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A dreamy winter’s day in Hà Nội.

No matter how long the journey, the pattern of progress always returns to one step at a time. After spending the Christmas and New Year Holiday season at home in Pasadena, cooking up a lot of delicious storms and seeing scores of friends and neighbors, I’m excited to be back in Việt Nam for another extended residency with the Hà Nội New Music Ensemble, making each little step we take count towards achieving a world class ensemble in Southeast Asia.

And we all need a little help from our friends. In the case of my work with the Hà Nội New Music Ensemble, that means creating a collection of like minded people slowly chipping in from Los Angeles, Hong Kong, Paris, Kyoto, México City and Tokyo to offer help and guidance along the way.


Jan and me with composer Nguyễn Minh Nhật in Los Angeles.

None of us accomplish anything on our own. In Việt Nam that principle is amplified by the bonds of family that take any Westerner quite a while to absorb. So the fact that young Hà Nội composer Nguyễn Minh Nhật is studying at the Manhattan School of Music in Jan’s family home of New York City and also has his own family in Los Angeles is not just a lucky break, it intensifies the idea of family and togetherness between us all.

In what was the most unique world premiere discussion of my career, Jan and I gladly met Minh Nhật at Sweet Butter Café on Ventura Boulevard on January 2 to discuss his new octet, Fall, Rise, which I am proud to conduct on Friday February 2 at the Việt Nam National Academy of Music at 20h00.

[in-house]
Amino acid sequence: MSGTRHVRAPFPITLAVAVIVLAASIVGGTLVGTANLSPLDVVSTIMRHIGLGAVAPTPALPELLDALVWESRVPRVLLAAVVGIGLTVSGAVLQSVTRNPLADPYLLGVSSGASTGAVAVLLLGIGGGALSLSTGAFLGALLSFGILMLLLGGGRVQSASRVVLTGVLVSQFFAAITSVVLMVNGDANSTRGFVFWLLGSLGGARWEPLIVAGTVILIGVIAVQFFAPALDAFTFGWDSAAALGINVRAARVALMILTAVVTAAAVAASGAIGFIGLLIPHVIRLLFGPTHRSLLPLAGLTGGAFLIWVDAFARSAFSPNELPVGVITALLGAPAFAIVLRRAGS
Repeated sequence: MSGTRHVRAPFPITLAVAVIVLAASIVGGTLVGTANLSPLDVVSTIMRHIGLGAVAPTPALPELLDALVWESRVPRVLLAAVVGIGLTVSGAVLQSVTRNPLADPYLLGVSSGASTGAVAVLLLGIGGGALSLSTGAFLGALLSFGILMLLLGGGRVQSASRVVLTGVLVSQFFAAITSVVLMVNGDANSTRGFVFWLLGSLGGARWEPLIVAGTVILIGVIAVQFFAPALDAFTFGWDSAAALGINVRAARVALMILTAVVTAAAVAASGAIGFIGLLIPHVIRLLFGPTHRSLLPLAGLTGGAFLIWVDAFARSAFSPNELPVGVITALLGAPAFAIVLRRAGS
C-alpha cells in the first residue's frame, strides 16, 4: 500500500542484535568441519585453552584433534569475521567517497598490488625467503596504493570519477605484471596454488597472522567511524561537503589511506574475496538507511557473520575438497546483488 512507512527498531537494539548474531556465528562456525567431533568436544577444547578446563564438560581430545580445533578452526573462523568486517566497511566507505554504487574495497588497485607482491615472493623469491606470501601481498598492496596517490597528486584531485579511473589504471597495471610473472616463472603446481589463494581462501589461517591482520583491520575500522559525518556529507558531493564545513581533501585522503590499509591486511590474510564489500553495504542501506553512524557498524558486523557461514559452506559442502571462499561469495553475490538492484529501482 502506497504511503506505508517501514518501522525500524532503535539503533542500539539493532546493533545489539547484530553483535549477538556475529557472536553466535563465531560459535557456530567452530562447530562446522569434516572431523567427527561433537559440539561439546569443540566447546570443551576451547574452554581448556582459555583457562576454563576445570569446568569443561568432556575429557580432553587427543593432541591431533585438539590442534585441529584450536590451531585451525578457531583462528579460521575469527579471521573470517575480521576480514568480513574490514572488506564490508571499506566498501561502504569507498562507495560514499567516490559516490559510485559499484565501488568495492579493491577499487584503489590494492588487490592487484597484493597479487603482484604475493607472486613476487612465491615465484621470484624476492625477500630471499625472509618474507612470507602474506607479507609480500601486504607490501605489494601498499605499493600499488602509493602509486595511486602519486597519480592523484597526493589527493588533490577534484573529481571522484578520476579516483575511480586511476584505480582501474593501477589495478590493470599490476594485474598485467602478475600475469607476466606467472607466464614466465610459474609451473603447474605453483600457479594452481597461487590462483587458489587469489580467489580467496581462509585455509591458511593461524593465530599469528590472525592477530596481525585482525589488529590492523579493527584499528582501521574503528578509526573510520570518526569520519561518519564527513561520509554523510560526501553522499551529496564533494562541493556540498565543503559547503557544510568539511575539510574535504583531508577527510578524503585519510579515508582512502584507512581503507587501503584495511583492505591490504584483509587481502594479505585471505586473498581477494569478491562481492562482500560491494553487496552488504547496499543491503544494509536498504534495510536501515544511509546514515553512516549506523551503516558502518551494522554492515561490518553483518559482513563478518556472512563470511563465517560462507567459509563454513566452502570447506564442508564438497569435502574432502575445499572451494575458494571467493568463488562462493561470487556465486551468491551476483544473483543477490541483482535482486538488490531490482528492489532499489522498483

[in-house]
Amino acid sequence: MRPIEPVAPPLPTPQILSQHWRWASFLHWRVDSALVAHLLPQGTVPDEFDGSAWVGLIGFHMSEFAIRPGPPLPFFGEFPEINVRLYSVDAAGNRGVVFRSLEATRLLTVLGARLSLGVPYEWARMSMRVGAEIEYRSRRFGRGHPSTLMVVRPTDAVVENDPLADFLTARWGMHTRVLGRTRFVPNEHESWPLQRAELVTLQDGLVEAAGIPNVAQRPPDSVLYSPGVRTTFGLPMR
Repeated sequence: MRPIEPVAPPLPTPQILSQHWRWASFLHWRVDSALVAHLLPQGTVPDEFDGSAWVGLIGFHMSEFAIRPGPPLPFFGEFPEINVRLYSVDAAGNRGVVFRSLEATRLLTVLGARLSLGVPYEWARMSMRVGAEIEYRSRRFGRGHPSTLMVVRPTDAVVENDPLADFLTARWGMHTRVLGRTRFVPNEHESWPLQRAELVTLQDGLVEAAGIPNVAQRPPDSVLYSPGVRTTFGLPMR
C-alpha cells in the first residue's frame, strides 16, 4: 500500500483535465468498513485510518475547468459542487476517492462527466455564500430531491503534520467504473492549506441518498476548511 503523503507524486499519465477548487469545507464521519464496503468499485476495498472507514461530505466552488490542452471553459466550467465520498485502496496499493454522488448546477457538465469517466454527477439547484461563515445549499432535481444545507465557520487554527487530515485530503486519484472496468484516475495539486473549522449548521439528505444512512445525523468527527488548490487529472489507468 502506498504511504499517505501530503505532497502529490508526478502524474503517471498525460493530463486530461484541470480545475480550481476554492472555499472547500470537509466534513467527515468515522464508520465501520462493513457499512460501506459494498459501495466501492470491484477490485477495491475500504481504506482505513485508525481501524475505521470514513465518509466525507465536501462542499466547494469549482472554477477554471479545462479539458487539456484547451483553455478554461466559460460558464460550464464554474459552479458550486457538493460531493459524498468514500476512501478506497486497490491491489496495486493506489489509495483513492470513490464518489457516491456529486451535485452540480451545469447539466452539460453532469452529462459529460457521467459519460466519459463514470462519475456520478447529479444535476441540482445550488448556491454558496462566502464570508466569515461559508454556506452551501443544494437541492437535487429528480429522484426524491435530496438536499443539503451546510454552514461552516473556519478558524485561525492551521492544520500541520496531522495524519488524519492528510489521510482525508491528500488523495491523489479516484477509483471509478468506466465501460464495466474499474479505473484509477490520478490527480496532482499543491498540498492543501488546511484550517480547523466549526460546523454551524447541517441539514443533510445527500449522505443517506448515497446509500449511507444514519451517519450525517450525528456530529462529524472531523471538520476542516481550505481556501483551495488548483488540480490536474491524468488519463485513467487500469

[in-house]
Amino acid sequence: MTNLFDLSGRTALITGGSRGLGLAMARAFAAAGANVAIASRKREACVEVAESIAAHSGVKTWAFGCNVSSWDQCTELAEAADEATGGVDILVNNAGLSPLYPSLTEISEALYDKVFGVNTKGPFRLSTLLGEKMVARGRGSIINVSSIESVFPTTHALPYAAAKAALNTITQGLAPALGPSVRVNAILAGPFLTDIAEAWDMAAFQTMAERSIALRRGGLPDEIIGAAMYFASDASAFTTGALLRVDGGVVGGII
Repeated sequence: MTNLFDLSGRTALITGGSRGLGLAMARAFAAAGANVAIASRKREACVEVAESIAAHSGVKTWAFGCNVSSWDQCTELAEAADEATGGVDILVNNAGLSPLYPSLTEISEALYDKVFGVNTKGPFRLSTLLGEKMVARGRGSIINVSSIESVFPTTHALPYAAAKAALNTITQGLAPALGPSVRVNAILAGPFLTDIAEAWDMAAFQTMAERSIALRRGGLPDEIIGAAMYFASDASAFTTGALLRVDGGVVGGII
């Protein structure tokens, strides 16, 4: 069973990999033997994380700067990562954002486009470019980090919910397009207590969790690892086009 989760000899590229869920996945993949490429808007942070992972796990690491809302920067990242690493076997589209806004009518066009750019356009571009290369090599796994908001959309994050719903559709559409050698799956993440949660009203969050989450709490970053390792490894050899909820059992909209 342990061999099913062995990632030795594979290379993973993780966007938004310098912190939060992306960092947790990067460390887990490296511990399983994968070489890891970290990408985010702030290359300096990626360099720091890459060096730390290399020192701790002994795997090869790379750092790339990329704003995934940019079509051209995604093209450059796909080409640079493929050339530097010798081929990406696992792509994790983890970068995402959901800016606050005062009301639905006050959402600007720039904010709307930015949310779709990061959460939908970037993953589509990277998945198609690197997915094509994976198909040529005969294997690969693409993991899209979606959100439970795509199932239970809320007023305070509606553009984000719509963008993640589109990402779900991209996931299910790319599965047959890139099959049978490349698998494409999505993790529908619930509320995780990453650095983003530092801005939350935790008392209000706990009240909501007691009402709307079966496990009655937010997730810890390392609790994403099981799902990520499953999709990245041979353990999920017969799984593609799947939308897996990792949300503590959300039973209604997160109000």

And, no surprise, we soon met his parents for a jet lagged lunch of hugs and best wishes when we arrived in Hà Nội!


Reconnecting with Minh Nhật’s parents Thương and Hằng.

And these were not the only greetings we brought back to Hà Nội from our holiday season in California. Jan and I got more questions than usual about Việt Nam, in light of the impressive PBS documentary by Ken Burns and Lynn Novick about the Vietnam War. With the backdrop of cultural exchange still active in a changing America, there are now considerable ties between Việt Nam and the United States that I’m proud to emphasize.

Because if you have composers, you need instrumentalists. It’s only been natural that Jan and I are in regular contact with Nhu Phạm, the daughter of Hà Nội New Music Ensemble director and violinist Phạm Trương Sơn and soprano Tràn Thư Thủy, who studies graphic design at California State University at Long Beach.


Jan and Nhu Phạm at MOCA in DTLA a few days before we left for Hà Nội.

Make no doubt, our first jet lagged weekend in Hà Nội included meals with the parents of both of these young Vietnamese studying in the United States!


Hugs delivered from Los Angeles to Hà Nội!

I’ll let you in on a little diplomatic secret. Between 2008 and 2010, Jan and I had truly countless  interactions with the U.S. State Department, in meetings in Washington and enough phone conversations that we had the numbers memorized. The Obama Administration had a clear idea of long range goals for the interests of the United States in Southeast Asia and gave us two broad goals of discovery to help us out.